There’s an election coming. We have won the last three because we have taken record shares of women’s votes. New media should take us forward, not back. Sadly once again women must battle for their share of the political arena.

LabourList is also far too London centred. I say this as a London MEP. I truly believe London is the greatest city in the world, but LabourList needs more voices from the regions. Let’s have Bob Piper from the West Midlands or Grimmerupnorth, rather than yet another former minister or adviser from the London dinner party circuit.

LabourList should also make cleverer political judgments by, for example, remembering that the majority of Labour representatives, including myself, are in opposition rather than power. Someone like Stephen Cowan reporting from the frontline fighting the Tory Taliban in Hammersmith merits a slot. For a Trade union voice active in the Party, LabourList should perhaps include John Gray.

As a former member of the Labour Party in the South West region, I was especially pleased when Jim Knight won South Dorset. Up until university I spent my life in Tory areas. At times it was a little lonely as a socialist. One of the great things about the internet is the way it can bring people with the same views and interests together whatever the geography. So for the campaigner in a safe Tory seat, coming home and clicking on LabourList should feel like the embrace of solidarity from virtual comrades.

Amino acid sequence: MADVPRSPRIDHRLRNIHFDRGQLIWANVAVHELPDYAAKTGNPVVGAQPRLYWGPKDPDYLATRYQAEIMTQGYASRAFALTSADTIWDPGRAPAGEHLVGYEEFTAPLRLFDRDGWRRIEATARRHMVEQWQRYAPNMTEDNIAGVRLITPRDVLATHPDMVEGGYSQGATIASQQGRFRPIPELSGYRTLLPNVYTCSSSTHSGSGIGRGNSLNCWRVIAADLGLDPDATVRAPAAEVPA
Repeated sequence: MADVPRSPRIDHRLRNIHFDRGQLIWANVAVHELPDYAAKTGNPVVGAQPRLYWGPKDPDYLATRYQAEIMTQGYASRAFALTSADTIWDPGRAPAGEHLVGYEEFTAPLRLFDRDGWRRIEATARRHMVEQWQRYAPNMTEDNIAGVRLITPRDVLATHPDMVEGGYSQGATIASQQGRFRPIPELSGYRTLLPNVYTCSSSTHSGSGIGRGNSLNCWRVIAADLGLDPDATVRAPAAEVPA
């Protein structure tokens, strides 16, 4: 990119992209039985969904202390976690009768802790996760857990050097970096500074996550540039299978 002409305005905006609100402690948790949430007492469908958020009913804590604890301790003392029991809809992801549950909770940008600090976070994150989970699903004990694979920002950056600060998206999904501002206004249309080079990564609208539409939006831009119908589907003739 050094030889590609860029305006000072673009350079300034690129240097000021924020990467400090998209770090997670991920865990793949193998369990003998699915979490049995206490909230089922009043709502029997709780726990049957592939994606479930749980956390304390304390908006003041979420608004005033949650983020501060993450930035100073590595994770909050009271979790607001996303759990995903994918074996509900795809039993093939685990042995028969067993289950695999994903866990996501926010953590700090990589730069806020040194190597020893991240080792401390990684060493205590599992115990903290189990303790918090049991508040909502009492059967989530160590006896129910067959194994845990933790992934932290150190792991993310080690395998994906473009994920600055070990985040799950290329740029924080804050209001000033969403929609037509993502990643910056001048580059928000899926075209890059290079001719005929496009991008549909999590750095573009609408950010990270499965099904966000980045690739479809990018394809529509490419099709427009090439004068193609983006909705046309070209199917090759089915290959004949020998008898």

There is no doubt that a cohesive community has developed around Conservative Home. The feeling of working with like minded souls motivates Tory activists. Let’s reach out through the web to all Labour Party members in all parts of the country.

Labour Party activists frequently tell me how much they appreciate National Executive Committee member Ann Black’s reports on meetings. Why not sign Ann up to provide a forum where Labour Party supporters can discuss events after every meeting of the Party’s governing committee? She’s a voice from outside London too.

LabourList could also put the informative campaigning work done across the Party online. Someone like Mary Southcott in Bristol who sits on the National Policy Forum and the South West Convention, writes for Chartist and campaigns on Electoral Reform and Cyprus would be an ideal contributor. Such Party stalwarts are one of the strengths of ConservativeHome.

I know LabourList will not have much in the way of resources, let alone the Ashcroft untaxed millions, but I question whether the money is being used to the best advantage. Why only a weekday operation? Why the fixed deadline of the lunchtime list? Many Labour people will only be able to surf in the evening or at weekends. Most people can’t surf the web for long in working/childcare hours, and if they can very few will have LabourList as a priority ahead of Facebooking friends or making online purchases.